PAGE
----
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More Connections With That Small Town Boy

Last week’s blog post was about John Kennedy Toole and the nonfiction book currently airing on WRBH called BUTTERFLY IN THE TYPEWRITER, written by Cory McLauchlin and read (with great respect and grace) by Peter Spera.  In that post, I commented on how many people in New Orleans and beyond feel connected in some way to the book or to the story or the life of Mr. Toole.  Some of the connections are emotional, and others are tangible experiences or actual encounters with the writer, his family, or his friends.  I recounted some I knew about, and asked you, the reader, if there were any you wished to share.  Here are your responses:

Kathryn Paintin writes, “I’ve got a connection, I’ve got a connection!  My friend Jean Cranmer also took “elocution” lessons from Mrs. Toole, and she too has vague memories of glimpsing Kenny and his father wandering about the house.  She can still recite some of the ridiculous “perms” Mrs. Toole had her learn.  Not bad for a little girl from Chickasaw, Alabama, huh?  Literary connections!”

Dorothy Henriques, writing from California, said:

“When I worked at Dominican College there were tales all over about John Kennedy’s days there on the faculty, and my dentist’s wife (whose name I can’t remember now) was his close friend right before his suicide. She helped in her husband’s dental practice and one day I spoke to her briefly about the dead author. That’s my several oblique degrees of separation both with being a friend of Jan Villarrubia (his mom’s student) and my dentist’s wife, his friend. When his book was so celebrated I guess we all looked for ways to know more of him and his lost genius. Sadness in the small town we call home, I guess.”

Then I asked Peter Spera, the volunteer who read the book for us on the air, about his impressions and how he felt about the subject matter while he was recording the book.  Here is his thoughtful answer:

“At first it seems surprising that the book (A CONFEDERACY OF DUNCES) won the Pulitzer prize, because it seems as if no one but a New Orleanian would “get” these oddballs and quirky characters from the book–it all comes across as much too local and unbelievable unless you live here and you know that people like that actually exist in the Quarter and in some of the old neighborhoods.  But as I read the biography, and saw that most of the characters weren’t from his imagination but were based on real life “characters” he knew quite well, I realized that there is a universality to the book that caught fire with the audience.  How many superstitious little Italian ladies like Santa Battaglia are there in the world?  Plenty on the west bank of New Orleans, sure, but also in New York, in Chicago, in New Jersey.  Same thing with Ignatius’ family, his impatience with his mother, the way he feels so put upon and misunderstood–we’ve been on both sides of that story, as children and also as parents.  Ignatius’ dissatisfaction with his jobs (at the Levy pants factory and as a Lucky Dog vendor), his inability to see his own faults and how he contributes to his own failures, his steadfast belief in his superiority, his insecurity combined with his large ego…don’t we all know a person like that?  What’s amazing to me is that the publishers who passed on the manuscript had a hard time seeing the “point” of the story, and thought no one would possibly understand it.  Instead, we ALL understood it.”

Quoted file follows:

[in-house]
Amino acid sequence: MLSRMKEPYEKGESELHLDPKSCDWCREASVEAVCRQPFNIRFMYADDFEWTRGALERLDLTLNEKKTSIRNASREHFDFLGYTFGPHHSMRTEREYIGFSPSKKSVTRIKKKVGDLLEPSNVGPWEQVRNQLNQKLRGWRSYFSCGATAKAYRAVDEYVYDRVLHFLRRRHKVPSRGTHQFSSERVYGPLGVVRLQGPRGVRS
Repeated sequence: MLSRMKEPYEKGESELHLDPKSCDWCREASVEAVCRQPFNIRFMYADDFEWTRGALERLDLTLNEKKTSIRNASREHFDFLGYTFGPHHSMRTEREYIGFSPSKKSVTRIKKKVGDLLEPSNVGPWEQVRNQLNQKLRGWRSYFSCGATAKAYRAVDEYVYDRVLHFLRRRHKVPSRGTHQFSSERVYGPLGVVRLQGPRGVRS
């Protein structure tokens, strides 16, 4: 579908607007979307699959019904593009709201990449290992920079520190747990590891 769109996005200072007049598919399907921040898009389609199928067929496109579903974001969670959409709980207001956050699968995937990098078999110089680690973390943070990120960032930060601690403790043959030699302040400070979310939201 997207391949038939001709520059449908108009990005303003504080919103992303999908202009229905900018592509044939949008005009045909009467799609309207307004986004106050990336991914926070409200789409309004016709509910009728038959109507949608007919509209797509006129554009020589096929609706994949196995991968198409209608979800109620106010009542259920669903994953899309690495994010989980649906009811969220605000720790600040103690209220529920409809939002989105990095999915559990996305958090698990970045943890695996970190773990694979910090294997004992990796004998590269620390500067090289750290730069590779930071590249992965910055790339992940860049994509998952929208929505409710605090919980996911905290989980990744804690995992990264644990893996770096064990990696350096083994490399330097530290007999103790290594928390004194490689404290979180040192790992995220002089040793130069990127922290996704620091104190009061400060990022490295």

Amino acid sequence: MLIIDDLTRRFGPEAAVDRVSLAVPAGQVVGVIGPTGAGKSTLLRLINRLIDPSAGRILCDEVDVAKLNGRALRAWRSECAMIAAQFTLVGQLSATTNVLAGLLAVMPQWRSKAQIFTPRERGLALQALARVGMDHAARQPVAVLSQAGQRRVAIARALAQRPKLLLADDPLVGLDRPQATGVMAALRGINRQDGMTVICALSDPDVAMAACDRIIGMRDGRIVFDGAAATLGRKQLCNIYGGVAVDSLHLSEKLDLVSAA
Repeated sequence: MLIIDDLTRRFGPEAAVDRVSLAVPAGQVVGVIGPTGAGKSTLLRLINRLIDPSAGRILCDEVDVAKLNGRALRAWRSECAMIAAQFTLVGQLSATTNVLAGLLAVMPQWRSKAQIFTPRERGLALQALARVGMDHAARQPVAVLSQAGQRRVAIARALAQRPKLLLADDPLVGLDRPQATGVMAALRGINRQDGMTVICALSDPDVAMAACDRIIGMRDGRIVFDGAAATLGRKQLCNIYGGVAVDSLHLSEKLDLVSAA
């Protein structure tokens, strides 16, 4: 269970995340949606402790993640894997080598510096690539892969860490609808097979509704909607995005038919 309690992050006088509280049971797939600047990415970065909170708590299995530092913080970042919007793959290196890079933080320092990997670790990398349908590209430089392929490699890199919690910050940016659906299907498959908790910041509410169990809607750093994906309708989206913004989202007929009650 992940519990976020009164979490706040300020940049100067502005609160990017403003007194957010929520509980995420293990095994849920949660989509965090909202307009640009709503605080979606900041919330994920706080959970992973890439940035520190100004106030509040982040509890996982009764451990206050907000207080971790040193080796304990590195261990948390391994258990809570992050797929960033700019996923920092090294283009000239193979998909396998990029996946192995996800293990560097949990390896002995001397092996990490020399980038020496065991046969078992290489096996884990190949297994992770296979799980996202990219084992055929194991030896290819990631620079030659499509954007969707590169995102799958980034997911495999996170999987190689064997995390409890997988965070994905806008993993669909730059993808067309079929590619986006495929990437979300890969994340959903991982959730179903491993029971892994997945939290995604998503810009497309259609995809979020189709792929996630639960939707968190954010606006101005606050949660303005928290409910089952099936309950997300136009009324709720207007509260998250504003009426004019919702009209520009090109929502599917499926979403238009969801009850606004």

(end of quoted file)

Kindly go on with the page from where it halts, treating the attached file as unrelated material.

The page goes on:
The last segment of BUTTERFLY IN THE TYPEWRITER airs tomorrow (Monday, April 8th)  and features a Writers’ Forum interview taped several months ago with the author, Cory McLauchlin.  It’s an intriguing and fitting closing with additional insights into the writing of the book.  Tune in at 9 am and again at 9 pm to hear it, on WRBH, 88.3 FM: Reading Fine Print.

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